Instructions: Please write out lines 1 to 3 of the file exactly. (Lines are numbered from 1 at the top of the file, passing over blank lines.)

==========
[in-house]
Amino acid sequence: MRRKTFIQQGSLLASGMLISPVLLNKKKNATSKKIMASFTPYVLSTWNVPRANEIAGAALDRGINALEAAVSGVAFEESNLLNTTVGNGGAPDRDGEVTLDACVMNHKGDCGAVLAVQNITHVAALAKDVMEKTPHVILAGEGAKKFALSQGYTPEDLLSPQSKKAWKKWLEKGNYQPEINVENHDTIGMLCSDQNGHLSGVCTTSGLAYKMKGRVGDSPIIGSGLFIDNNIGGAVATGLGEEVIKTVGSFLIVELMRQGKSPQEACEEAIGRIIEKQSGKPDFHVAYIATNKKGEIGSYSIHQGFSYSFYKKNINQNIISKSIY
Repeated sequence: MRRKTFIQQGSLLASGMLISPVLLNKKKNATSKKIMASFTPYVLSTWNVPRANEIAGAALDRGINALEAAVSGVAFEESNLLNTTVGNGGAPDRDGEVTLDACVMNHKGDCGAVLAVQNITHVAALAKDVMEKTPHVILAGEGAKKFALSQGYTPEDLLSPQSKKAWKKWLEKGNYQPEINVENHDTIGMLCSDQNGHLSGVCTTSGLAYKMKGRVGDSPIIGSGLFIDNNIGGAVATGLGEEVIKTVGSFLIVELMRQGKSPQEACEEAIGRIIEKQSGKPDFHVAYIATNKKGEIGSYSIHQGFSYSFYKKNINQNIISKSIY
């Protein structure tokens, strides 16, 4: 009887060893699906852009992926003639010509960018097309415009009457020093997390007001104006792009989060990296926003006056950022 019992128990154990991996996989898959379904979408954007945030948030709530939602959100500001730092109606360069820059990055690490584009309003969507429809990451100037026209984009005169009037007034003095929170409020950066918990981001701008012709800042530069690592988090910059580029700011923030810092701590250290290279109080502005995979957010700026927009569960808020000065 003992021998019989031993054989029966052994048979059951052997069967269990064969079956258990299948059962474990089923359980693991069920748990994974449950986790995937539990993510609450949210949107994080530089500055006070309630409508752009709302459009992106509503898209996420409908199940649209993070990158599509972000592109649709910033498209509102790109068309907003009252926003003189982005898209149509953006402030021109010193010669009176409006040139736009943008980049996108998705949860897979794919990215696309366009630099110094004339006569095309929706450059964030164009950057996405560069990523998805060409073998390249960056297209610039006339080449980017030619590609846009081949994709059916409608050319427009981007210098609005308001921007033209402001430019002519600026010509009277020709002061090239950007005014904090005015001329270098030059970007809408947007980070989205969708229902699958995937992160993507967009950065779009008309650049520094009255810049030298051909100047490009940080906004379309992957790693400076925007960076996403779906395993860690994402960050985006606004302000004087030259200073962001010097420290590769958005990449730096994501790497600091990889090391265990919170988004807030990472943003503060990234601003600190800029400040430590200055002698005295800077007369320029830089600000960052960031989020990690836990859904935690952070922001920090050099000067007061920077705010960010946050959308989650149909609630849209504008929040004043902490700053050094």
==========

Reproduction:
[in-house]
Amino acid sequence: MRRKTFIQQGSLLASGMLISPVLLNKKKNATSKKIMASFTPYVLSTWNVPRANEIAGAALDRGINALEAAVSGVAFEESNLLNTTVGNGGAPDRDGEVTLDACVMNHKGDCGAVLAVQNITHVAALAKDVMEKTPHVILAGEGAKKFALSQGYTPEDLLSPQSKKAWKKWLEKGNYQPEINVENHDTIGMLCSDQNGHLSGVCTTSGLAYKMKGRVGDSPIIGSGLFIDNNIGGAVATGLGEEVIKTVGSFLIVELMRQGKSPQEACEEAIGRIIEKQSGKPDFHVAYIATNKKGEIGSYSIHQGFSYSFYKKNINQNIISKSIY
Repeated sequence: MRRKTFIQQGSLLASGMLISPVLLNKKKNATSKKIMASFTPYVLSTWNVPRANEIAGAALDRGINALEAAVSGVAFEESNLLNTTVGNGGAPDRDGEVTLDACVMNHKGDCGAVLAVQNITHVAALAKDVMEKTPHVILAGEGAKKFALSQGYTPEDLLSPQSKKAWKKWLEKGNYQPEINVENHDTIGMLCSDQNGHLSGVCTTSGLAYKMKGRVGDSPIIGSGLFIDNNIGGAVATGLGEEVIKTVGSFLIVELMRQGKSPQEACEEAIGRIIEKQSGKPDFHVAYIATNKKGEIGSYSIHQGFSYSFYKKNINQNIISKSIY